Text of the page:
Stoicism was a distinguished school of thought in ancient Greece and Rome. Nowadays, the term “stoic” is loosely implied to describe someone who represses his feelings or has great enduring capacity. But in reality, stoicism is a deeper philosophical doctrine. Stoicism has its relevance even today. The doctrine is still practiced by wise people in our society because of its practical and simple approach.
Stoic is someone who has achieved a state where they are not affected by any emotions.
Let’s check the definitions of “stoic” as given by the popular dictionaries.
Cambridge dictionary gives this definition for stoic – “determined not to complain or show your feelings, especially when something bad happens to you.”
On the other hand, Merriam Webster gives the following two definitions:
• “A member of a school of philosophy founded by Zeno of Citium about 300 B.C. holding that the wise man should be free from passion, unmoved by joy or grief, and submissive to natural law.”
• “One apparently or professedly indifferent to pleasure or pain.”
Oxford Learner’s Dictionary suggests: “A person who is able to suffer pain or trouble without complaining or showing what they are feeling.”
Collins dictionary states: “A member of the ancient Greek school of philosophy founded by Zeno of Citium, holding that virtue and happiness can be attained only by submission to destiny and the natural law.”
What is stoicism?
Stoicism was an ancient school of thought that taught it’s followers to accept life as it comes and cultivate some virtues to lead a meaningful life.
Stoicism was a concept formulated by the Greek philosopher, Zeno of Citium in the early 3rd century B.C. in the Hellenistic period.
After losing everything in a shipwreck, Zeno became a student of the Cynic school of philosophy. When he decided to start his school he did not even have the money to buy or rent a space. So, it was on the streets of Athens where Zeno met his students. He taught his ideas under the roofed colonnade, Stoa Poikile, hence his philosophy got the name stoicism.
His school was open for anyone who would listen. According to this school of philosophy, “virtue is the only good.” This philosophy is based on the idea of seeking a path to happiness or eauda imonia.
The basic concept of stoicism revolves around 3 major ideas –
• View yourself and the world with its people objectively and accept their nature as they are.
• Discipline your mind to prevent yourself from being controlled by pleasure or pain.
• Realize what is within your power and what is not. And then act on those factors under your power and leave those beyond your control.
Stoicism belief was centered on self-control and fortitude.
The Stoics believe that we are not affected by events. It’s only how we react to them. Stoicism does not teach you to let go of your emotions. Rather, it formulates to transform them by Asceticism which is the voluntary practice of abstinence from worldly pleasures. As a result of that, a person will develop clear judgment, attain inner calm and would be freed from his sufferings.
Stoicism beliefs are based on self-control and fortitude to overcome all destructive emotions in our minds. Stoicism is not a set of rules or beliefs. Rather, it is a daily practice, a way of living life. It involves training and practice of logic that is based on natural laws.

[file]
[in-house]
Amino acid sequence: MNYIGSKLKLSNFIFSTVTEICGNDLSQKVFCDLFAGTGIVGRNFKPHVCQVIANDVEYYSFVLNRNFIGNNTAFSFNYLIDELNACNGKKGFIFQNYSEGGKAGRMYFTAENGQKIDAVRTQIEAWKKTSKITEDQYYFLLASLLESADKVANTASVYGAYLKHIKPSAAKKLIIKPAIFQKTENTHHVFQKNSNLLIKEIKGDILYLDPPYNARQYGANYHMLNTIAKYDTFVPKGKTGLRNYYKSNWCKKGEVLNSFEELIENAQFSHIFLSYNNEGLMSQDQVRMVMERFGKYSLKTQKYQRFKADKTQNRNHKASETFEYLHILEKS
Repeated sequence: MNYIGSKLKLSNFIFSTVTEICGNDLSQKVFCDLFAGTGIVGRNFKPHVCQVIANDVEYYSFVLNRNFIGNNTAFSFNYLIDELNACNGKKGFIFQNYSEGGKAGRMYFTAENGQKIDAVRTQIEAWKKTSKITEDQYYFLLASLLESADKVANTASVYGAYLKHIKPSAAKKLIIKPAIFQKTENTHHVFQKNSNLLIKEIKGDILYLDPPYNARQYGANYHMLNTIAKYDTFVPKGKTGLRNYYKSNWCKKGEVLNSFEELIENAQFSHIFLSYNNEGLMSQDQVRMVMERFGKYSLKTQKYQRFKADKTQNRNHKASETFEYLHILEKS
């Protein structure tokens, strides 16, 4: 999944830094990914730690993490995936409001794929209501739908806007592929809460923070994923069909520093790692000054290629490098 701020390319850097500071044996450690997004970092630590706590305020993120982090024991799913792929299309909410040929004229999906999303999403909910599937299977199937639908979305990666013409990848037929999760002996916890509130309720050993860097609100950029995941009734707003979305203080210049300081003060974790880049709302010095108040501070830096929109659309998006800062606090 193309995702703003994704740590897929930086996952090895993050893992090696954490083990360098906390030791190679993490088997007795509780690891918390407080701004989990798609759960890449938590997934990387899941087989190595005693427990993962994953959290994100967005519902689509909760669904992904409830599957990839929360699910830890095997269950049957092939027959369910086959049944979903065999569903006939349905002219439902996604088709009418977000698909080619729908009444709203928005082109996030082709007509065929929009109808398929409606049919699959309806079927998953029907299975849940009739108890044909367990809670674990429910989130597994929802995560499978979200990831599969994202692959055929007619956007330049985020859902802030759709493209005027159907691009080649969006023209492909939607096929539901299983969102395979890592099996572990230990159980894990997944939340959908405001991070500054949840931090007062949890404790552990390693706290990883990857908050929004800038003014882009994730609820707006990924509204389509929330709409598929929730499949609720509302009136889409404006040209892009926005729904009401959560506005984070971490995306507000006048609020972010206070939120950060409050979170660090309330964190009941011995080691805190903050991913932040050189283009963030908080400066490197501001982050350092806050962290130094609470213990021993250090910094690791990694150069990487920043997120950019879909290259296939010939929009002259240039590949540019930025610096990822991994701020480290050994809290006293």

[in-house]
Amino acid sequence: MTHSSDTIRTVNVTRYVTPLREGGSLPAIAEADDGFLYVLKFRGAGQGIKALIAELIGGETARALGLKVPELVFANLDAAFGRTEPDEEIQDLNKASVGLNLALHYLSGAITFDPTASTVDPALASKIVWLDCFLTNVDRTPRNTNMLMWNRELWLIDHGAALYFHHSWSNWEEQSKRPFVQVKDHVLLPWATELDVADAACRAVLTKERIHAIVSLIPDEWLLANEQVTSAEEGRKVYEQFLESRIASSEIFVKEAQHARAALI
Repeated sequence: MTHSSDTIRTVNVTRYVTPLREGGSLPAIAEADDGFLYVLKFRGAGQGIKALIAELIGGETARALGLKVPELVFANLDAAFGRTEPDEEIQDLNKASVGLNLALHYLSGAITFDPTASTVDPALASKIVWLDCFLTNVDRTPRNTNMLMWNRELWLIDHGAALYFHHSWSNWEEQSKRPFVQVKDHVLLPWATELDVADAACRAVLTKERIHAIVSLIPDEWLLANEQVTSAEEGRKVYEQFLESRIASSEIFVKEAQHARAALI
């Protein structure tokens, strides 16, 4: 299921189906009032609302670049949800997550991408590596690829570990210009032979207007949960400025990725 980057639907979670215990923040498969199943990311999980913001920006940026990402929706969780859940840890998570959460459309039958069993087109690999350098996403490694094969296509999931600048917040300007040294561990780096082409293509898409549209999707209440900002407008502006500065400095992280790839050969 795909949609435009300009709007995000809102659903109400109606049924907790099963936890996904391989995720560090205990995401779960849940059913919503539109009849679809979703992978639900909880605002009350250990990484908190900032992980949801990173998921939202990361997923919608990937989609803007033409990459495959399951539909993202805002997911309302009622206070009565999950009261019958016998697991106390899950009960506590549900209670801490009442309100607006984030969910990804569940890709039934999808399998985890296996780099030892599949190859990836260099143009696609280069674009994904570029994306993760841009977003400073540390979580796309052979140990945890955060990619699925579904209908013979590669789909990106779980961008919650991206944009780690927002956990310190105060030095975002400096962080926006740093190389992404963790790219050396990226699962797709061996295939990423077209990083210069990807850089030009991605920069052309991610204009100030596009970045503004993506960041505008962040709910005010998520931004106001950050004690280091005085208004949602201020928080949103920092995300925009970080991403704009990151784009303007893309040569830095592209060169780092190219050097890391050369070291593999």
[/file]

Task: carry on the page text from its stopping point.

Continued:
Stoic philosophy was the most practical of all the ancient school of thoughts because it urged to lead an idealistic life based on courage and self-control.
In ancient Greece and Rome, there were 5 main philosophical schools, Stoic being one of those: Aristotelian, Platonist, Stoic, Epicurean, and Skeptic. The Stoic school of philosophy founded by Zeno of Citium. It was considered as the most practical philosophy because it preached to live in the present moment.
The Roman Emperor Marcus Aurelius is considered as the most important stoic philosopher who popularized this school of philosophy. This Hellenestic philosophy as taught by the early stoics was not a religion. It was an art of living. The philosophers urged their followers to live in agreement with nature. The Stoic philosophical thought became the most widespread of all five schools of thought because it had a simplistic approach.
The Stoic philosophers did not give complicated theories instead they formulated simple rules to live life to the fullest. Stoic logic introduced by the Stoic philosophers of ancient Greece is called propositional logic. This was considered as one of the two best systems of logic in ancient times.
The three most important stoic teachers were –
• Marcus Aurelius (121 AD – 180 AD), the Roman Emperor
• Seneca the Younger (c. 4 BC – AD 65), the political advisor
• Epictetus (50 AD – 135 AD), the slave turned teacher
One of the most famous stoic practitioners was Marcus Porcius Cato or Cato the Younger. He was a remarkable Roman senator who opposed Julius Caesar. Another notable figure was the Stoic philosopher Gaius Musonius Rufus of the 1st century AD who was sent into exile during the reign of Roman Emperor Nero. He was the teacher of Epictetus.
The Stoic philosophy was initiated by the Hellenestic Greeks and later embraced whole-heartedly by the Romans. Stoicism became immensely popular because of its realistic approach. It taught people to lead a morally idealistic life. Its simplicity has a strong appeal to people even till date.
This ancient philosophy was based on the principles of self-control and the courage to overcome any destructive emotions. Stoicism teaches to become free from passion and accept adversities in life. However bad it seems we do not crush to pieces if we were to face a natural calamity. Why? Because we know those can happen. Then why should you be shocked if you face betrayal, loss, enmity, or any deep trouble?